Setback For Student In Fight Against RFID Chips
Andrea Hernandez is a student at John Jay School, a magnet school in Texas whose students were recently required to begin wearing Smart ID badges with radio-frequency identification (RFID) locator chips in them. She is also a member of an evangelical Christian family who view the badges as an affront to their religion. Which is why, when school officials told Andrea she would have to wear the badges like all the other students or risk transfer, the Hernandez family took the school to court. They sought an injunction against the school system. Unfortunately for the family, however, US District Judge Orlando Garcia has now rejected the request.
One might logically guess that refusals to be tracked with an RFID chip would be based on issues of privacy rather than religion. But the Hernandez family, represented by Virginia-based Rutherford group, cited scripture in their lawsuit the Huffington Post reports, claiming “acceptance of a certain code…from a secular ruling authority” is a form of idolatry. The family stated that they consider wearing an ID badge equivalent to “submission of a false god.” Hernandez’s father likened the badge to the “mark of the beast.”
There are two strange things about this case. First, Hernandez wore a badge before the school decided to put a chip in it. Second, the school offered to remove the chip from her badge, but she would have to continue, as she did before, to wear the badge. The problem is, now that all the other kids are wearing badges with chips in them, the Hernandez family feels as though even wearing a chip-less badge communicates support for the program.
And the drama will continue as the Rutherford group said they plan to appeal the court decision.
RFID chips have been used to track a multitude of items. Library books, department store products, and just about anything that is part of a major supply chain are tracked to streamline the chain and save money. In vitro fertilization clinics have used them to avoid extremely awkward moments were they to mix up which sperm goes with which egg. Animals are routinely tagged too. But the touchy part comes when you want to start tagging people. Actually, some have been tagged for a while. Hospitals will often place RFID chips on patients lest they wander off or a hurried doctor misplaces them.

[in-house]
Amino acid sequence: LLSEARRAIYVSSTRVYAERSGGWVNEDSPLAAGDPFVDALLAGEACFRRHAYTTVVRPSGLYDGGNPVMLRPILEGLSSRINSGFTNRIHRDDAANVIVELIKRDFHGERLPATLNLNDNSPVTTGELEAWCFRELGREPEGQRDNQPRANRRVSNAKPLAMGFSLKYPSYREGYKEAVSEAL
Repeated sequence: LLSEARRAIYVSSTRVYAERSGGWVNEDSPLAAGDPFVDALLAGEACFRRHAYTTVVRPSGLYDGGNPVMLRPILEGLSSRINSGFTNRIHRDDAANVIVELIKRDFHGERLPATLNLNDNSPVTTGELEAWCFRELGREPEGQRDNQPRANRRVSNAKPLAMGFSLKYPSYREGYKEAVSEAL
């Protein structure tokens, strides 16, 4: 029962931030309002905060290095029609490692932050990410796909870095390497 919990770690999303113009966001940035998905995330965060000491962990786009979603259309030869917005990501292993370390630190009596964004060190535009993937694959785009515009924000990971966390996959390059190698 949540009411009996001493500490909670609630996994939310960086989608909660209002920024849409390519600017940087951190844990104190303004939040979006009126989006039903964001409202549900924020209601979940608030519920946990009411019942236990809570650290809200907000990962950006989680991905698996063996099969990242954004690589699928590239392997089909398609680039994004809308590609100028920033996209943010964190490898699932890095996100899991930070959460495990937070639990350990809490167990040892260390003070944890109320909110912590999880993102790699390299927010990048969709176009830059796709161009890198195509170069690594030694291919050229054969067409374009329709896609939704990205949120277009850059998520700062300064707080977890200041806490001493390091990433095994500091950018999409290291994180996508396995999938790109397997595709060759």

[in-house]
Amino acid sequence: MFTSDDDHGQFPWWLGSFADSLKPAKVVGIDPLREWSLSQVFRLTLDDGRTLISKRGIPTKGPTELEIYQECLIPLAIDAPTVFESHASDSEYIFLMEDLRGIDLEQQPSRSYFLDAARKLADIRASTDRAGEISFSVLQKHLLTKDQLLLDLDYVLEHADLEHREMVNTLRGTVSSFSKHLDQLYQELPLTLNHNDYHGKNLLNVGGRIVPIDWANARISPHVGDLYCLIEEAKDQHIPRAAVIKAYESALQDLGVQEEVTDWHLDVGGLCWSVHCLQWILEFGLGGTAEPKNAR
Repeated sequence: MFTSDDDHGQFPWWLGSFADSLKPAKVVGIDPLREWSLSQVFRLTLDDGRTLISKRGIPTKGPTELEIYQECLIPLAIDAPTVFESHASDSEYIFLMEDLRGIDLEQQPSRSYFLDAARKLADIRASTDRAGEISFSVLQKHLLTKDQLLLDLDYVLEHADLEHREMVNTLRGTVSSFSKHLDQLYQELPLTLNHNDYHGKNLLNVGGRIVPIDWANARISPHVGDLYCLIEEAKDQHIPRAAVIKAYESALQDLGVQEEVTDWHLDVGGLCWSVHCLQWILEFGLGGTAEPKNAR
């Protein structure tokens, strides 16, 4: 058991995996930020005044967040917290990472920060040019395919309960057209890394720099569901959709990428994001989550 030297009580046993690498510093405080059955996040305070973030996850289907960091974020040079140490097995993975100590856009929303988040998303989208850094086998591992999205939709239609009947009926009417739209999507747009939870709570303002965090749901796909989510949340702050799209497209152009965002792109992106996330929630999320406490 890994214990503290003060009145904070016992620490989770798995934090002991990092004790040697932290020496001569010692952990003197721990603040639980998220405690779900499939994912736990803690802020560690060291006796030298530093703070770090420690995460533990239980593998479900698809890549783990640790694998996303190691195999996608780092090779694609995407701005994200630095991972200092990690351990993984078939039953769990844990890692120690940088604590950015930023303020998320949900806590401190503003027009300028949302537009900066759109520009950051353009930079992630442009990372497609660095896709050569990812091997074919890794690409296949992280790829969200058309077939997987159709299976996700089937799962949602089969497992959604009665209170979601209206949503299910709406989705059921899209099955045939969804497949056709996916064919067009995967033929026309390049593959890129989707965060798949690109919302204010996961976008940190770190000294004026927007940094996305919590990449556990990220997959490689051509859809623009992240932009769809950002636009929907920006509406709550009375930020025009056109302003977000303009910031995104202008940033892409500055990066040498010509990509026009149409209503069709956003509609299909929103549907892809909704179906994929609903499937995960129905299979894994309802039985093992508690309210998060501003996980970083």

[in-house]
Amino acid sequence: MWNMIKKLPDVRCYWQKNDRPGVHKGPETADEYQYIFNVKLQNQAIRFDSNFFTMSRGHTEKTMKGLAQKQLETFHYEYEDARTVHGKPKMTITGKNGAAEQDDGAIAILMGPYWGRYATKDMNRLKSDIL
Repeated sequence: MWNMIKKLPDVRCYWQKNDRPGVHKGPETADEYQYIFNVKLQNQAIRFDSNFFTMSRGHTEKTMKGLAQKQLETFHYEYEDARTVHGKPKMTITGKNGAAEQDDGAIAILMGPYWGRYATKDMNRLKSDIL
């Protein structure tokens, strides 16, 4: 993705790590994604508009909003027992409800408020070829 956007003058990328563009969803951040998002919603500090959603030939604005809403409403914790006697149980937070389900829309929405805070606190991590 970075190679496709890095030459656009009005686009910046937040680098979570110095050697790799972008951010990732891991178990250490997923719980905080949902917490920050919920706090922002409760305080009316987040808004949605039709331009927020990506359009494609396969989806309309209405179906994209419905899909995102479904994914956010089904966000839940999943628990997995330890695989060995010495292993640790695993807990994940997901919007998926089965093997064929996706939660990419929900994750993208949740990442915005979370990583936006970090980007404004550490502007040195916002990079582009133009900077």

But school children? That’s something a lot of people are finding hard to swallow.
One might think that safety concerns were at the core of tracking students. But the $261,000 that the Northside school district spent on the locator chips is a well spent financial investment. Funding for Texas schools is based on student attendance. If the bell rings and students are late getting to the classroom but the chip indicates that they’re on campus, they can be marked as present. At $30 per student that the schools receive, the San Antonio school district stands to gain an estimated $1.7 million in state funds.
Probably using similar reasoning, a Houston school district has already begun to adopt them, as well as a school in California – with the ACLU fighting the moves every step of the way. Unlike the Hernandez case, resistance in Houston and California were motivated by a desire to protect the children’s (and the parents?) privacy. We’ll probably see more of these kinds of battles across the country as more school boards will no doubt decide to test drive the RFID chips in their own school districts. But it goes to show you never can tell what kinds of issues will come to light with the emergence of a new technology, or a new use for an old one.